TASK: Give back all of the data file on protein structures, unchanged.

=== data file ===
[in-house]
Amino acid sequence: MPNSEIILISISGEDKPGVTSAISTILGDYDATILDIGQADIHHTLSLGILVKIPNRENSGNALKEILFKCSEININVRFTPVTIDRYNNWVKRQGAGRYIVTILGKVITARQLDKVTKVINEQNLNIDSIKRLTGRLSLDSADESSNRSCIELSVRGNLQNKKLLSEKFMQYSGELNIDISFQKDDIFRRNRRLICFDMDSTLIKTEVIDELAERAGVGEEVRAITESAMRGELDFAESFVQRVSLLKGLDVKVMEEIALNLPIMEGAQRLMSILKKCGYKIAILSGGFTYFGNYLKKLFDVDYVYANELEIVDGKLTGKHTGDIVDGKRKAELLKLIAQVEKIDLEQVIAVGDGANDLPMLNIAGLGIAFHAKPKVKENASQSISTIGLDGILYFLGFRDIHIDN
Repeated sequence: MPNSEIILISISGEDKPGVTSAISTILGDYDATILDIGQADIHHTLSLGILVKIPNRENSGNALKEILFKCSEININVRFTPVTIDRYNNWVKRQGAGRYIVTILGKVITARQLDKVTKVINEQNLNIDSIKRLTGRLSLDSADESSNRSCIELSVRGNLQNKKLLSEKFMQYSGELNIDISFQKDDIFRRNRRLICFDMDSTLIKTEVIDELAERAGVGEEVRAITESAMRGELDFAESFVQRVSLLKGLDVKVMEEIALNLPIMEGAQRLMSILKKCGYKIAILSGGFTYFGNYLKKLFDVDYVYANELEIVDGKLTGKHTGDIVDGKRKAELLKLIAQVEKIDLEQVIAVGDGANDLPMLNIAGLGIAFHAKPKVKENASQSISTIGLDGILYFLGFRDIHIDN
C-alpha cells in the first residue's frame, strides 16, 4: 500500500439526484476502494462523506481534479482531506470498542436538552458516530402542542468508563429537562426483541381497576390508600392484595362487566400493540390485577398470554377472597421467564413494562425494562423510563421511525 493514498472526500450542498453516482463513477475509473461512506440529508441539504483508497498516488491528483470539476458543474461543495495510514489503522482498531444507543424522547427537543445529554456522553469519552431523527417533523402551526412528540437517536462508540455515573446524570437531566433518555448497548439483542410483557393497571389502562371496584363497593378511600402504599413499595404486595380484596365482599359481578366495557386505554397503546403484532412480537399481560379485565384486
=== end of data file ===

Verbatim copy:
[in-house]
Amino acid sequence: MPNSEIILISISGEDKPGVTSAISTILGDYDATILDIGQADIHHTLSLGILVKIPNRENSGNALKEILFKCSEININVRFTPVTIDRYNNWVKRQGAGRYIVTILGKVITARQLDKVTKVINEQNLNIDSIKRLTGRLSLDSADESSNRSCIELSVRGNLQNKKLLSEKFMQYSGELNIDISFQKDDIFRRNRRLICFDMDSTLIKTEVIDELAERAGVGEEVRAITESAMRGELDFAESFVQRVSLLKGLDVKVMEEIALNLPIMEGAQRLMSILKKCGYKIAILSGGFTYFGNYLKKLFDVDYVYANELEIVDGKLTGKHTGDIVDGKRKAELLKLIAQVEKIDLEQVIAVGDGANDLPMLNIAGLGIAFHAKPKVKENASQSISTIGLDGILYFLGFRDIHIDN
Repeated sequence: MPNSEIILISISGEDKPGVTSAISTILGDYDATILDIGQADIHHTLSLGILVKIPNRENSGNALKEILFKCSEININVRFTPVTIDRYNNWVKRQGAGRYIVTILGKVITARQLDKVTKVINEQNLNIDSIKRLTGRLSLDSADESSNRSCIELSVRGNLQNKKLLSEKFMQYSGELNIDISFQKDDIFRRNRRLICFDMDSTLIKTEVIDELAERAGVGEEVRAITESAMRGELDFAESFVQRVSLLKGLDVKVMEEIALNLPIMEGAQRLMSILKKCGYKIAILSGGFTYFGNYLKKLFDVDYVYANELEIVDGKLTGKHTGDIVDGKRKAELLKLIAQVEKIDLEQVIAVGDGANDLPMLNIAGLGIAFHAKPKVKENASQSISTIGLDGILYFLGFRDIHIDN
C-alpha cells in the first residue's frame, strides 16, 4: 500500500439526484476502494462523506481534479482531506470498542436538552458516530402542542468508563429537562426483541381497576390508600392484595362487566400493540390485577398470554377472597421467564413494562425494562423510563421511525 493514498472526500450542498453516482463513477475509473461512506440529508441539504483508497498516488491528483470539476458543474461543495495510514489503522482498531444507543424522547427537543445529554456522553469519552431523527417533523402551526412528540437517536462508540455515573446524570437531566433518555448497548439483542410483557393497571389502562371496584363497593378511600402504599413499595404486595380484596365482599359481578366495557386505554397503546403484532412480537399481560379485565384486